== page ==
"At that time, I entered the arena of competition, and the ankle bells on my legs were sounding very melodiously as I walked. I was nicely dressed with new silken garments, flowers were decorating my hair, and because of Lord Kåñëa's victory, I was in ecstatic joy and smiling very pleasingly. I was carrying in my hands a golden necklace bedecked with jewels, which was glittered at intervals. My curling hair encircled my face, which was shining with a bright luster due to the reflection of my various rings. My eyes blinking, I first of all observed all the princes present, and when I reached my Lord I very slowly placed the golden necklace on His neck. As I have already informed you, from the very beginning my mind had been attracted by Lord Kåñëa, and thus I considered the garlanding of the Lord to be my great victory. As soon as I placed my garland on the neck of the Lord, there sounded immediately the combined vibration of mådaìgas, paöahas, conchshells, drums, kettledrums and other instruments, causing a tumultuous sound, and while the music played, expert male and female dancers began to dance, and singers began to sing sweetly.
"My dear Draupadé, when I accepted Lord Kåñëa as my worshipable husband, and He also accepted me as His maidservant, there was a tumultuous roaring among the disappointed princes. All of them became very agitated because of their lusty desires, but without caring for them, my husband, in His form as the four-handed Näräyaëa, immediately took me on His chariot, which was drawn by four excellent horses. Expecting opposition from the princes, He armored Himself and took up His bow named Çärìga, but our celebrated driver, Däruka, drove the beautiful chariot without a moment's delay toward the city of Dvärakä. Thus, in the presence of all the princes, I was carried away very quickly, exactly as a deer is carried away from the flock by a lion. Some of the princes, however, wanted to check our progress, and thus, equipped with proper weapons, they opposed us, just as dogs try to oppose the progressive march of a lion. At that time, due to the arrows released by the Çärìga bow of Lord Kåñëa, some of the princes were cut on their left hands, some of them lost their legs, and some lost their heads and their lives, and others fled from the battlefield.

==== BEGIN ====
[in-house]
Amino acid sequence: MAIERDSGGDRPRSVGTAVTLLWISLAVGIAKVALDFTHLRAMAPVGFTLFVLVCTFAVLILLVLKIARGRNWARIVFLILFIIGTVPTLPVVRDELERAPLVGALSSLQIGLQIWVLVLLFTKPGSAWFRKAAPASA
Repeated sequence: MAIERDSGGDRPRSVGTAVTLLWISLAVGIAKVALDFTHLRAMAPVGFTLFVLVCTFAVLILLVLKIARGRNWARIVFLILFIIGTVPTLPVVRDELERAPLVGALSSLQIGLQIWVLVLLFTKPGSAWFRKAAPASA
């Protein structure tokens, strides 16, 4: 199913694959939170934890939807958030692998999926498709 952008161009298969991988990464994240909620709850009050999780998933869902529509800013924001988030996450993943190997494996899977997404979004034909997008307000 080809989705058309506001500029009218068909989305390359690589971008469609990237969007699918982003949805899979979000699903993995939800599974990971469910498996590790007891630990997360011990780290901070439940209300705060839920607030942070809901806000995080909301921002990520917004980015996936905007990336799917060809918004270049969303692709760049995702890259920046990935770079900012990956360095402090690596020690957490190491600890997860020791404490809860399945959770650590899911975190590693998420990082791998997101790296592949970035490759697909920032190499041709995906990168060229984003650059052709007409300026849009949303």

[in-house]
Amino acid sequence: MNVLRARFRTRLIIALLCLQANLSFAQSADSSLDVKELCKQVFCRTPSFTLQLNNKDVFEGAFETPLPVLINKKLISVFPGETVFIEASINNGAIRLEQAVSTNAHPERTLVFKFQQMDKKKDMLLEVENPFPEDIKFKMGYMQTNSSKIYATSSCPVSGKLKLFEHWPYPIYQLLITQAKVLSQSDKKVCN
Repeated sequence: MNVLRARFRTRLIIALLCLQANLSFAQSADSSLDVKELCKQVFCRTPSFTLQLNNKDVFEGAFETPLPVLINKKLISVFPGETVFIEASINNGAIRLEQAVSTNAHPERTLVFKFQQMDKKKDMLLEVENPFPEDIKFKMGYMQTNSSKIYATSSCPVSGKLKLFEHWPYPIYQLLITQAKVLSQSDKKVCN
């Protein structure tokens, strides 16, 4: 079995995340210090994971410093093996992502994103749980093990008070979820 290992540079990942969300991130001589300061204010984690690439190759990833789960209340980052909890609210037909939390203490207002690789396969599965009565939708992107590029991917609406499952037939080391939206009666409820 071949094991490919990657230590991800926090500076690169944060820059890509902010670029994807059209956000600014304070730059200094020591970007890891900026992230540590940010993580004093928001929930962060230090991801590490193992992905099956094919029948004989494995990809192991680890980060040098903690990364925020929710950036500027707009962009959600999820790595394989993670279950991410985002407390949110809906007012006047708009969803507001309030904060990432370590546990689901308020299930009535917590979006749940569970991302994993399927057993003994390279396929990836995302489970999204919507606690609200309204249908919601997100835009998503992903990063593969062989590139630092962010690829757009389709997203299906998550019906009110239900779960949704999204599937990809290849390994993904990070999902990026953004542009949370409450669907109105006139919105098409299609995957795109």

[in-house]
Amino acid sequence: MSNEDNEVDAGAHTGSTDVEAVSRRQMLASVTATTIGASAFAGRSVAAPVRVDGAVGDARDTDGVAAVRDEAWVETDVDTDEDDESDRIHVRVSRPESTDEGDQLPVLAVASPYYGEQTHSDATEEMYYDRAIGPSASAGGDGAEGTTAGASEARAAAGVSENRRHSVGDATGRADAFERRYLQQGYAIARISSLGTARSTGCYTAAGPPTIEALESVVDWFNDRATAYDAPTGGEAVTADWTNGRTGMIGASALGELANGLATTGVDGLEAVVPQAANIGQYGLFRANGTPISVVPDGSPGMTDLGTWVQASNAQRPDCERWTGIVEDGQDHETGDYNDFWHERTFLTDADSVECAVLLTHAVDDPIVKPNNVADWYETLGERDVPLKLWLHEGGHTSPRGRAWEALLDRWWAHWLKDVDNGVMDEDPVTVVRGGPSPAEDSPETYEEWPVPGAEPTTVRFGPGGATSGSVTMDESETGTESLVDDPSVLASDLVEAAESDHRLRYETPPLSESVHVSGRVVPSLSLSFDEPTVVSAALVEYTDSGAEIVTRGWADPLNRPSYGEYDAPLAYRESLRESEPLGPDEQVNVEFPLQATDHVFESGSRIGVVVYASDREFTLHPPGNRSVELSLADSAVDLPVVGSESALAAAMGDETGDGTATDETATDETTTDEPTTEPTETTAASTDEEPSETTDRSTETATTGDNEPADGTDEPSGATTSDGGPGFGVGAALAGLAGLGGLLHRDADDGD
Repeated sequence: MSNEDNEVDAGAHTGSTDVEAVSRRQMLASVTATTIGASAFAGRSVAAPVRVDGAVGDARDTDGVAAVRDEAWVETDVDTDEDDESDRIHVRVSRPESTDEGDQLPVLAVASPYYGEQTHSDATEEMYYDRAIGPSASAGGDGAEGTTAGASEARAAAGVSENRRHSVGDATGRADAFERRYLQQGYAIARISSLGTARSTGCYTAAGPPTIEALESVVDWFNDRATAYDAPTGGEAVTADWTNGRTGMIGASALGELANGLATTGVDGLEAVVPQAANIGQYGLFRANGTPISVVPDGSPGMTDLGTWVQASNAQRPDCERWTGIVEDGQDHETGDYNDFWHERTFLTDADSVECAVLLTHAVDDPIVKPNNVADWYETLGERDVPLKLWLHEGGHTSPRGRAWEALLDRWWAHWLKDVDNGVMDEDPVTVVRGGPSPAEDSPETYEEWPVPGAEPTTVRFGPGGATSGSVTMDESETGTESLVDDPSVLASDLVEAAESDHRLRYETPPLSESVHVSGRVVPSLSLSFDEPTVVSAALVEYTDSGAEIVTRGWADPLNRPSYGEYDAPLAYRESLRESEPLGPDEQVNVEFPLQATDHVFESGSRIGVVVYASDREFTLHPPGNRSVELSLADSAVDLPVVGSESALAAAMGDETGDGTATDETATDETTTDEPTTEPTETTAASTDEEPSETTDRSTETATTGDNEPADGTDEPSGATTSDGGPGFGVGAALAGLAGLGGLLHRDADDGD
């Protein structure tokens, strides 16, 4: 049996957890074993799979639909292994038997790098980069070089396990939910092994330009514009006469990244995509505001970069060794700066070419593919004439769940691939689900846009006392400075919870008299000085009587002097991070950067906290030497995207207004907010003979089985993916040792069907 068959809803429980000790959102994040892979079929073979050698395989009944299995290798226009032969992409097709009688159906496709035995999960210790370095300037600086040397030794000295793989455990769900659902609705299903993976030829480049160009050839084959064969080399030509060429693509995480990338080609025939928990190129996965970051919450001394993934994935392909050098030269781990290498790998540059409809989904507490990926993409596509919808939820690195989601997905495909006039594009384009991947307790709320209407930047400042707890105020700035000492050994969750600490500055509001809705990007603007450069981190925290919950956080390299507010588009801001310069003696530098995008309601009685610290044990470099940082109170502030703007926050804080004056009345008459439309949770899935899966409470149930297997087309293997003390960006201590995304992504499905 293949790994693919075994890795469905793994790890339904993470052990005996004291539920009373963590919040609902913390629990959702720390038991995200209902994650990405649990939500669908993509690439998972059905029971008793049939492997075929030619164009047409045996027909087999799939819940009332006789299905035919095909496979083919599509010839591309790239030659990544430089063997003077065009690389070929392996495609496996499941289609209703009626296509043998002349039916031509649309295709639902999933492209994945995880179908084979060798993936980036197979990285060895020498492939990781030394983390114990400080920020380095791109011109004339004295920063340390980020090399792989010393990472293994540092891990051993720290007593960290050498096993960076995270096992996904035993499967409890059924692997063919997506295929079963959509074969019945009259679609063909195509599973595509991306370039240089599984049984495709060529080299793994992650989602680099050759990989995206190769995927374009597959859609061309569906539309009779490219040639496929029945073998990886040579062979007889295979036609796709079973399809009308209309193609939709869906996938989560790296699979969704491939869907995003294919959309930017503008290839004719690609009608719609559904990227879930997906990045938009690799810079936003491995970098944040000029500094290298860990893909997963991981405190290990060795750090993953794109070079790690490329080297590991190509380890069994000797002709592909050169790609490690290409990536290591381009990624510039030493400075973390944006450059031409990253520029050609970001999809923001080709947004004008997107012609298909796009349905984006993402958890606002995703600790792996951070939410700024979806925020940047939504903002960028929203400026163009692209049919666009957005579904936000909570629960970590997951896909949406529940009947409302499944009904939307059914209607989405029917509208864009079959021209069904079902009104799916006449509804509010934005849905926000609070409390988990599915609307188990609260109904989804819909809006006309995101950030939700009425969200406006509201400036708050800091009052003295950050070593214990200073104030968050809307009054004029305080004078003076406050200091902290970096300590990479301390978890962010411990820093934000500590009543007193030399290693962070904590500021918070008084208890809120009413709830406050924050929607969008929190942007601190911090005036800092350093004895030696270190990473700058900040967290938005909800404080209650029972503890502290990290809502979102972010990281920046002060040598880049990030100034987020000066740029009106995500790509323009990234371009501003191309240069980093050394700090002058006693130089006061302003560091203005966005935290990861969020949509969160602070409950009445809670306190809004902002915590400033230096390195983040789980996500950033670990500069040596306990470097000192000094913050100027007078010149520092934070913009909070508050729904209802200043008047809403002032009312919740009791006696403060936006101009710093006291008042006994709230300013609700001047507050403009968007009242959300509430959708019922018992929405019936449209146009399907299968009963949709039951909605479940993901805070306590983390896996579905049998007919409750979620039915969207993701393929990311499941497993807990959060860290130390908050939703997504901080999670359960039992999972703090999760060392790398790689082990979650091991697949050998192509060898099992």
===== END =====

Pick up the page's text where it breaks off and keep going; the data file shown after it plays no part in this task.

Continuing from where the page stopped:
"The Supreme Personality of Godhead then entered the most celebrated city of the universe, Dvärakä, and as He entered the city, He appeared like the shining sun. The whole city of Dvärakä was profusely decorated on that occasion. There were so many flags and festoons and gates all over Dvärakä that the sunshine could not even enter the city. I have already told you that my father was very much affectionate to me, so when he saw that my desire was fulfilled by getting Lord Kåñëa as my husband, in great happiness he began to distribute to friends and relatives various kinds of gifts, such as valuable dresses, ornaments, bedsteads and sitting carpets. Lord Kåñëa is always self-sufficient, yet my father, out of his own accord, offered my husband a dowry consisting of riches, soldiers, elephants, chariots, horses and many rare and valuable weapons. He presented all these to the Lord with great enthusiasm. My dear Queen, at that time I could guess that in my previous life I must have performed some wonderfully pious activity, and as a result I can in this life be one of the maidservants in the house of the Supreme Personality of Godhead."
When all the principal queens of Lord Kåñëa had finished their statements, Rohiëé, as the representative of the other sixteen thousand queens, began to narrate the incident of their becoming wives of Kåñëa.
"My dear Queen, when Bhaumäsura was conquering all the world, he collected wherever possible all the beautiful daughters of the kings and kept us arrested within his palace. When news of our imprisonment reached Lord Kåñëa, He fought with Bhaumäsura and released us. Lord Kåñëa killed Bhaumäsura and all his soldiers, and although He had no need to accept even one wife, He nevertheless, by our request, married all sixteen thousand of us. My dear Queen, our only qualification was that we were always thinking of the lotus feet of Lord Kåñëa, which is the way to release oneself from the bondage of repeated birth and death. My dear Queen Draupadé, please take it from us that we are not after any opulence such as kingdom, empire, or a position of heavenly enjoyment. We do not want to enjoy such material opulences, nor do we desire to achieve the yogic perfections, nor the exalted post of Lord Brahmä. Nor do we want any of the different kinds of liberation-- sälokya, särñöi, sämépya or säyujya. We are not at all attracted by any of these opulences. Our only ambition is to bear on our heads life after life the dust particles attached to the lotus feet of Lord Kåñëa. The goddess of fortune also desires to keep that dust on her breast, along with fragrant saffron. We simply desire this dust, which accumulates underneath the lotus feet of Kåñëa as He travels on the land of Våndävana as a cowherd boy. The gopés especially, and also the cowherd men and the aborigine tribeswomen, always desire to become the grass and straw on the street of Våndävana, to be trampled on by the lotus feet of Kåñëa. My dear Queen, we wish to remain as such life after life, without any other desire."
Thus ends the Bhaktivedanta purport of the Second Volume, Twenty-eighth Chapter, of Kåñëa, "Draupadé Meets the Queens of Kåñëa."